ANCHORAGE -- For Sarah Palin, it is almost a term of art.
When something goes wrong, it’s not just bad, it’s “unflippinbelievable,” or alternately, “flippin unbelievable.”
Palin’s repeated use of the softer version of the coarser expletive is just one of the amusing observations to emerge from the thousands of pages of her email conversations between December 2006 and September 2008 made public on Friday.
"Unflippinbelievable. Please have him clarify asap,” Palin wrote in an Aug. 4. 2008 missive to several aides in response to a quote in a newspaper article that the governor did not like.
On July 9, 2008, she has a similarly unfavorable reaction to a story in the Anchorage Daily News, telling staffers, "It's flippin unbelievable that the ADN allows lies like this to be posted. I'm calling.”
She deployed another variation on July 3, 2008: "And flippin' a...do they need an explanation for Trig being there also, in his snugglie,” she wrote, expressing disdain for a reporter’s inquiries about Palin’s use of state funds to ferry her children to official events.
At other times, Palin flips the word on its head to convey excitement rather than disgust.
"Can you flippinbelieveit?” she wrote to a top administration official who wrote her a congratulatory note after Palin delivered her vice presidential acceptance speech at the 2008 Republican national convention. (The official opened the email exchange with a message bearing the subject line: “Un-Flippin-Believable.”)
Of course, Palin also used the term in its more traditional form, as in: "Ill see you flippin' burgers in a couple of hours.’ She wrote that to a group of her closest aides, presumably in preparation for a barbeque in the summer of 2008.
Another favorite term of Palin’s: “Argh,” sometimes spelled with extra “h’s” and even an exclamation point depending on the magnitude of her displeasure.
"I know. Arghhh,” she wrote on July 1, 2008. Later in the day, she ratcheted up the sentiment: "Arghhhhh!”
"Arghhh. May something please bump us off the front page now?! :),” she wrote in response to a July 2008 press interview.
And about two weeks after she was selected as Sen. John McCain’s 2008 running mate, she typed to her staff: "Arghhhh! I'm so sorry that this office is swamped like this! Dinosaurs even?! Ill try to run through some of these in my head before responding.” (It was a reference to the flood of press inquiries the governor’s communications aides were receiving during her first weeks on the campaign trail.)
Apart from Palin’s language, the nearly 25,000 pages of Palin emails also reveal some of the former governor’s tastes, quirks and habits.
At times, Palin expressed a desire for “small bottles of champagne” and “low-carb foods.”
In an email exchange on July 29, 2008, Palin’s residence manager, Erika Fagerstron, told the governor she was heading to the store to buy "a couple of things for the house.”
“Do you need anything?" Fagerstron asked, noting "I have formula (orange container/sensitive) and mocha stuff on my list."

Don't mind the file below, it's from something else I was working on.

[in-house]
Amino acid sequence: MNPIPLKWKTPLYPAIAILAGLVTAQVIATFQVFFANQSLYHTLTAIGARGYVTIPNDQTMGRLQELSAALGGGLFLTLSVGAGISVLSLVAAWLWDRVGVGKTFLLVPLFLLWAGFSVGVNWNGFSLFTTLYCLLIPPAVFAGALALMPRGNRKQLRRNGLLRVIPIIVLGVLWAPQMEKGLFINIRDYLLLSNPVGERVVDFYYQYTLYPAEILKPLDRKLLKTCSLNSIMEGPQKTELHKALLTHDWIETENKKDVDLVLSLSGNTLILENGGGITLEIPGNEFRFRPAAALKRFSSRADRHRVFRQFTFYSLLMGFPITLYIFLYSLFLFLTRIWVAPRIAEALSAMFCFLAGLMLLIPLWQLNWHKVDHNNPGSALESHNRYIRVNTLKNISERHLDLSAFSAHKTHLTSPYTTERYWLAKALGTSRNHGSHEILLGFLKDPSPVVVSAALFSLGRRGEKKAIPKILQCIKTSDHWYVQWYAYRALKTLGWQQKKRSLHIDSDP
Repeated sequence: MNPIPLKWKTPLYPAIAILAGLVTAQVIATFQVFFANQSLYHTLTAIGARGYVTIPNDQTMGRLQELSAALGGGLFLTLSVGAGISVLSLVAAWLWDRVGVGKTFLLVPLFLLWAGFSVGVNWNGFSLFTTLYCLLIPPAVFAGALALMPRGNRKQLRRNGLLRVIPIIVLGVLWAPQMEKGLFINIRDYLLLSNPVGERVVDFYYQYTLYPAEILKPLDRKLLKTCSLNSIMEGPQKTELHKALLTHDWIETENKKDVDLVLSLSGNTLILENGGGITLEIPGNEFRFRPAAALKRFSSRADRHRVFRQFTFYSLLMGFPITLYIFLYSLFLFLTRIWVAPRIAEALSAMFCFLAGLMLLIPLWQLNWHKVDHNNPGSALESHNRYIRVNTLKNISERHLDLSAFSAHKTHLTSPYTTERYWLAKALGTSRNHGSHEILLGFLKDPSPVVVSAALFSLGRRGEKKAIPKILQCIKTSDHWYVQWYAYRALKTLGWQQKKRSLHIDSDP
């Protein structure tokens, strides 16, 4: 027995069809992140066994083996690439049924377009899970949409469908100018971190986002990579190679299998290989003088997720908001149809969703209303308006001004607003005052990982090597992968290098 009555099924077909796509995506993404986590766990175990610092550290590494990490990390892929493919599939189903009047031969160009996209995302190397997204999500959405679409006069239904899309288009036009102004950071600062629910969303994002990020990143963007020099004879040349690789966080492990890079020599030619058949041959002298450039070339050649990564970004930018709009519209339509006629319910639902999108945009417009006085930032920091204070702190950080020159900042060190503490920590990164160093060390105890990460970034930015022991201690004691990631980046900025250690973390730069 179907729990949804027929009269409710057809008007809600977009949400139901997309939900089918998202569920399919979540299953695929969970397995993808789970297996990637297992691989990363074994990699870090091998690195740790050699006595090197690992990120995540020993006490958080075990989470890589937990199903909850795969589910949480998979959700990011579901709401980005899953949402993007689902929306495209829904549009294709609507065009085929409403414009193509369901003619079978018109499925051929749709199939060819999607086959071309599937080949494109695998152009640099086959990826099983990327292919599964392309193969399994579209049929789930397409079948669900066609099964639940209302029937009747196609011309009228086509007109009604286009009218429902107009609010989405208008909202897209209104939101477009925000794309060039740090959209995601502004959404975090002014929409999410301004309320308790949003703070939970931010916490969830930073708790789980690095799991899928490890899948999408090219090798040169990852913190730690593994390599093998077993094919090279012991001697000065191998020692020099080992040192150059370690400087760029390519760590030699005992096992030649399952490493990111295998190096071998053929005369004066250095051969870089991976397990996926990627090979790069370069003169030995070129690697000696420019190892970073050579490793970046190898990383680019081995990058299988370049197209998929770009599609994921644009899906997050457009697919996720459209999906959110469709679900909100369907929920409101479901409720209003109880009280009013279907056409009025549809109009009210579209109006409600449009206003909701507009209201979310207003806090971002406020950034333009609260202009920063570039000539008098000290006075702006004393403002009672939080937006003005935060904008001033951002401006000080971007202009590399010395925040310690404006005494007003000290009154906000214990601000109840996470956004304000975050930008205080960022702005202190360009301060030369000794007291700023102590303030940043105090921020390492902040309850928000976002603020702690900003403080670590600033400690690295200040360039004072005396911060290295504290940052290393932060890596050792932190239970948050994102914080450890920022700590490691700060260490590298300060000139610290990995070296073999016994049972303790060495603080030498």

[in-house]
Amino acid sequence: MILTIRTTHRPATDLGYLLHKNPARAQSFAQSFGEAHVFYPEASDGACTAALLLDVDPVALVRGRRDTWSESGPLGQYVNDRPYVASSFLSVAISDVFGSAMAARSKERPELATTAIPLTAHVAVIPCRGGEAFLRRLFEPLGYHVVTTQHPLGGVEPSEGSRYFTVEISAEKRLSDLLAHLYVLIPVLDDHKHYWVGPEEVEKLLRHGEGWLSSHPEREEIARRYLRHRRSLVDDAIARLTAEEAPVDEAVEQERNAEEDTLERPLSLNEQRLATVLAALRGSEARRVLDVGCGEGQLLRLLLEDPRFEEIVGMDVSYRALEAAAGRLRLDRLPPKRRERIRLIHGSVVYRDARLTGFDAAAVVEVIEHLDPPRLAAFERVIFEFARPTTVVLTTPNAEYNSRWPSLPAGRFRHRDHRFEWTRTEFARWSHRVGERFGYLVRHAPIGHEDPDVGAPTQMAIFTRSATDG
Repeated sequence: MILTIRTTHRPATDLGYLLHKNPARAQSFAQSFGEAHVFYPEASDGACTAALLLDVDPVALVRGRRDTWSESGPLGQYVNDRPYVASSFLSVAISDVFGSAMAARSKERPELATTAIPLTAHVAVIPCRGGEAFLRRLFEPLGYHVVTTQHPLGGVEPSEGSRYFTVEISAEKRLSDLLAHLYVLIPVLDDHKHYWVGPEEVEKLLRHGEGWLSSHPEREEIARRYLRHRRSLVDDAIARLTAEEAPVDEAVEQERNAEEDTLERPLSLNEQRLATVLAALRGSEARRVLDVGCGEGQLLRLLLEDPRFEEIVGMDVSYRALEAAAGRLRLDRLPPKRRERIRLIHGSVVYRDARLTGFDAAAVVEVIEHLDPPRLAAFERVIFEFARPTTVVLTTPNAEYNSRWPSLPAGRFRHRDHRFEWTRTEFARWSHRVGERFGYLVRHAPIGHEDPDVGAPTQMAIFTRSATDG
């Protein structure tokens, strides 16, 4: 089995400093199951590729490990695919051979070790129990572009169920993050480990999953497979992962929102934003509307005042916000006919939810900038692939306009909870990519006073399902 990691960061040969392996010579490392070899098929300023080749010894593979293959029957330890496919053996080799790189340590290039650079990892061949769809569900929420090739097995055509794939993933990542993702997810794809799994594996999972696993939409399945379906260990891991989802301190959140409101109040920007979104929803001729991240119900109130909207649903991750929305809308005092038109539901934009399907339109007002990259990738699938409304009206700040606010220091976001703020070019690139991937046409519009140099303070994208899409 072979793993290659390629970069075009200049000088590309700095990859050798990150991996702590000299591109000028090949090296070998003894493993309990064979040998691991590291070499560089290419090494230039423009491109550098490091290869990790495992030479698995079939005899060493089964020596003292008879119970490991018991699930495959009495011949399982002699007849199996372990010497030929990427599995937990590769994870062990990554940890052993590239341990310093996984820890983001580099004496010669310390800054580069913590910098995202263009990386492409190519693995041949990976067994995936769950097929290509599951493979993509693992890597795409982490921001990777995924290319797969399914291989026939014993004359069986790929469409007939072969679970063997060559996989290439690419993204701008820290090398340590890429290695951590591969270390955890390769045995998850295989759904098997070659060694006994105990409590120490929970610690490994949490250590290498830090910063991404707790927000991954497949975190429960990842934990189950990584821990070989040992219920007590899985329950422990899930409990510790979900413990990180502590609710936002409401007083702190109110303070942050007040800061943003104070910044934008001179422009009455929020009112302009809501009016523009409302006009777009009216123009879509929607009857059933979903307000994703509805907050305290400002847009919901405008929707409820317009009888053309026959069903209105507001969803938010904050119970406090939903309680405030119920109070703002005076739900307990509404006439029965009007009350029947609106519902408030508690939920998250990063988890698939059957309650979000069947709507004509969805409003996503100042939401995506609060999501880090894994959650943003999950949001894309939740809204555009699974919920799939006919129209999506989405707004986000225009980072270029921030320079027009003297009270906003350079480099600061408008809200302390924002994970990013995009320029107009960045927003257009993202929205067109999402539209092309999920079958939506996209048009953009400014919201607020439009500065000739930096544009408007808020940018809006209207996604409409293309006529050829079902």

Palin's response "Small bottles of champagne, low carb foods. Thanks!" Erika replied, "Sorry, but Im not sure what kind of low carb stuff to buy.”
"It's cool,” Palin wrote back. “I'll get to the store at some point here for that. Mainly, just dont want the kids to have too much sugar/white carb stuff."
As governor Palin received countless invitations to events throughout the state. Some were stranger than others, like an invitation from a Wasilla resident inviting Palin to her farm to see the filming of a movie.
“They are filming a ‘psycho thriller’ on the property and she wanted to know if you would like to stop by and say hello to the crew,” the governor’s deputy press secretary Sharon Leighow wrote in a July 2008 message.
Palin did not respond to Leighow’s message, but she did seem interested in another invitation sent a month earlier. That one was for a Wynona Judd concert being held at Elmendorf Air Force Base near Anchorage.
Palin agreed to speak on stage with the country singer and was curious about guest seating arrangement: “How many would u guess they's accomodate for me?” she asked an assistant. The aide said “six” and asked Palin if she wanted to take a bus to the base with other VIP concert-goers.
“I'd rather not ride the bus,” Palin wrote back.
It also appears that Palin was not immune to receiving off-color jokes forwarded by others. In September 2009, she and more than a dozen other state government employees received a message with the subject line: “The indian with one testicle.” It began, “There once was an Indian who had only one testicle and whose given name was ‘Onestone.’”
In another exchange of messages, an aide attempted to get the governor’s approval to use an old photo of her as “Miss Wasilla” in the opening video for a “Miss Alaska” pageant in which Palin is set to appear.
“Embarrassing. I'll pretend like I don't remember that episode,” Palin tells her. “They can use the photo and I'll close my eyes.”
And even the Alaska wildlife whose virtues Palin so often extolled as governor made an appearance in at least one message from Palin’s Department of Labor commissioner, Click Bishop.
“Gov palin I had a close call with a bear one house from your house, Bishop wrote to Palin, telling her the encounter affected his “heart rate.”
It was unclear if it was one of the Mamma Grizzlies that Palin would later make famous.